Slater: The China Permanent Normal Trade Relations, which took China off the list of "bad countries" that always got a higher duty rate and were not entitled to certain benefits of being a trading partner, put China on the same footing with other major trading partners.
Pomper: But it also brought them inside the rules-based system. So it put some constraints on China, which is what a lot of people thought was a good idea.
Editor: When we interviewed Jeffrey Immelt, chairman of General Electric, last year, he was very affirmative about encouraging foreign trade. Can you comment on this?
Slater: The largest U.S. corporations operate globally, and instinctively will not want barriers. In some respects, because they move parts and people - as well as finished goods - around the globe, their very operations depend on the absence of barriers. Barriers create friction in their wheels, so to speak.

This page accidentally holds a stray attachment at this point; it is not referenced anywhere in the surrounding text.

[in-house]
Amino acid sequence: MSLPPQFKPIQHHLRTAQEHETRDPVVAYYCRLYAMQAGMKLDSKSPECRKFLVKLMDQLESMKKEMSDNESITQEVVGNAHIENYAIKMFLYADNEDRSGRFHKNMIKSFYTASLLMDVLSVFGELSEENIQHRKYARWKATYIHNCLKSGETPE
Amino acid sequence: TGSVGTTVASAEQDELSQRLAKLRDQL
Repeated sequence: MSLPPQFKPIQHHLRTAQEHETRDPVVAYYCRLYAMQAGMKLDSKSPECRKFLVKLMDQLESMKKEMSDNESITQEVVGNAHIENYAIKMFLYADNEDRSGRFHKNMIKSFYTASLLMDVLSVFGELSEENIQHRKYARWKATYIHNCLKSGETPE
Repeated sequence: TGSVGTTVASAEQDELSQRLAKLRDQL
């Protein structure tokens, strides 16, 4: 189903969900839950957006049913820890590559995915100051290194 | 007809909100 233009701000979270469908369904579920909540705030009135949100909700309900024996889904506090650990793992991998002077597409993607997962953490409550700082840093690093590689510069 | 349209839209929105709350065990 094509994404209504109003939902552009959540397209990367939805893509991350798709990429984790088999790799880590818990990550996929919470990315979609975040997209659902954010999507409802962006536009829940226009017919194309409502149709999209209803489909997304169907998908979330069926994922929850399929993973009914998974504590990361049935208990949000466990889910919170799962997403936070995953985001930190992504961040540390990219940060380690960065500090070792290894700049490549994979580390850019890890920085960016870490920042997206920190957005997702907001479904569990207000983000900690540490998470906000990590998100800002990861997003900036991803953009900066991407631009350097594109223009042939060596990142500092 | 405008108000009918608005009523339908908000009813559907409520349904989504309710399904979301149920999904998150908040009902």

Editor: Do you represent clients before government bodies?
Slater: In fact, that is what we do. We are representing clients on the Hill on trade-related matters. We are representing clients before the Commerce Department and the International Trade Commission, and Ed and his colleagues represent clients before an entire army of agencies that deal with trade controls, meaning export controls and economic sanctions and FCPA.
Rubinoff: The international trade controls practice deals with the various laws and regulations administered by an alphabet soup of trade agencies. There are numerous regulatory programs that involve rules, procedures and licenses, which govern cross-border transactions by our clients. We regularly appear before the departments of Commerce, State, Treasury and Homeland Security and just about everyone that plays a role in U.S. international trade law and policy.
Editor: Would you tell us about recent developments under FCPA, especially FCPA enforcement actions?
Rubinoff: The trend in FCPA enforcement over the last few years has been an increasing number of cases and larger fines, probably culminating in the prosecution of Siemens in late 2008, by both German and U.S. authorities, and the Halliburton/KBR case in early 2009 in the United States, with record fines assessed in each case. There was a little slackening through the rest of 2009, but in 2010 we are seeing more cases and big fines again.